Building on correlated quantum states, quantum sensing defines the next frontier of measurement science, holds tremendous potential for major discoveries in fundamental physics, and lays the foundation for emerging technologies. Q-SEnSE (Quantum Systems through Entangled Science and Engineering) is an NSF Quantum Leap Challenge Institute led by the University of Colorado at Boulder that embraces extensive collaborations with leading academic institutions, national laboratories, and US industry partners to define and pursue grand challenges in the increasingly crucial field of quantum information science. Q-SEnSE will focus on leading qubit technologies to build scalable and programmable quantum sensing systems with genuine quantum advantages. At the same time, the Institute will explore multiple platforms to translate novel technology into transportable systems engineered for practical application, while also building a national quantum infrastructure to facilitate technology maturation and research-industry cross-fertilization. Designed for core integration of research with education and workforce development, the Institute will create and establish quantum science and engineering workforce development programs for faculty at community colleges, industry professionals, and academic trainees at multiple levels.

To support progress in quantum information science for information processing, simulation, and sensing, Q-SEnSE will pursue a broad scope of research topics under three grand challenges that together will advance fundamental science, technology integration, and practical application of quantum technologies. The first grand challenge addresses sensing with quantum advantage, with a focus on basic science and enabling technology that builds on atoms, ions, molecules, and superconducting circuits. By applying many-body quantum states to protect quantum coherence and improve measurement precision and accuracy, the goal is to realize true and ubiquitous quantum advantage in sensing applications. The second challenge is to develop field-deployable sensors and systems by engineering integrated and interconnected quantum systems. Such systems must realize advanced measurement and transduction capabilities robust enough to be deployed in spatially distributed fields. The third grand challenge is to build a national quantum infrastructure for sensing. To maximize cross-project synergy and encourage standardization and technology adoption by industry, a common platform will be built on the specific atomic species of strontium, which will be used for quantum sensing, simulation, and computing.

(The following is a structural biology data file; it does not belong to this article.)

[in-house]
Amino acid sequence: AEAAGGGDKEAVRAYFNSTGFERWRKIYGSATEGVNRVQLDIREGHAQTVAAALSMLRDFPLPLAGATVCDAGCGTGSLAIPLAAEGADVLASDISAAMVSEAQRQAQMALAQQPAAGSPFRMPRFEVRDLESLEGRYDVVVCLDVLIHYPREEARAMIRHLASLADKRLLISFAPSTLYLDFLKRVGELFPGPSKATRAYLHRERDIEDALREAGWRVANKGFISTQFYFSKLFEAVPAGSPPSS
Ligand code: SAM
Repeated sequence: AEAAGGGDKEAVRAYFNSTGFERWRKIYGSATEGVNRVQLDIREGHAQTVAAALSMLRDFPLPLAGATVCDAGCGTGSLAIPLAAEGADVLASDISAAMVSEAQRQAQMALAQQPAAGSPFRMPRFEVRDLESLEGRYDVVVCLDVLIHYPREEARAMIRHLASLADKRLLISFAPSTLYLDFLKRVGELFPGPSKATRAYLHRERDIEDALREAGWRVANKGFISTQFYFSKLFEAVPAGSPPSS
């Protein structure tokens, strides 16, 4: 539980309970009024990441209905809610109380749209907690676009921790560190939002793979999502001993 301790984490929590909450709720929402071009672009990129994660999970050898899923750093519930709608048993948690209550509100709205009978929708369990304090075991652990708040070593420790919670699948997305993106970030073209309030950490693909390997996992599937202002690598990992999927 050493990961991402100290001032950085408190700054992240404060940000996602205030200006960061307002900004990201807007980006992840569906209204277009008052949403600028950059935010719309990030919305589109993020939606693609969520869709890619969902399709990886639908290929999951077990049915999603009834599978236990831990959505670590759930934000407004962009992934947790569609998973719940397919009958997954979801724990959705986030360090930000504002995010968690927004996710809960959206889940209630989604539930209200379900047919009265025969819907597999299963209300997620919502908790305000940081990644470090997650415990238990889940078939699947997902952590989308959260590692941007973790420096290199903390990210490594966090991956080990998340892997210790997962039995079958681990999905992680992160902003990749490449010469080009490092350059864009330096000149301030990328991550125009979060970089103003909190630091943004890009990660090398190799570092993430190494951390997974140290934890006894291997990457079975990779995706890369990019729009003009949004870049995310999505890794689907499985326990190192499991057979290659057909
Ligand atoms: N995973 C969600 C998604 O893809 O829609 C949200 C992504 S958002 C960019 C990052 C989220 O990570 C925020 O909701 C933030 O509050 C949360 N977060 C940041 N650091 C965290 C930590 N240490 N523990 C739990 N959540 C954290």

This award reflects NSF's statutory mission and has been deemed worthy of support through evaluation using the Foundation's intellectual merit and broader impacts review criteria.

National Science Foundation (NSF)
Directorate for Mathematical and Physical Sciences (MPS)
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Dominique Dagenais
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University of Colorado at Boulder
United States
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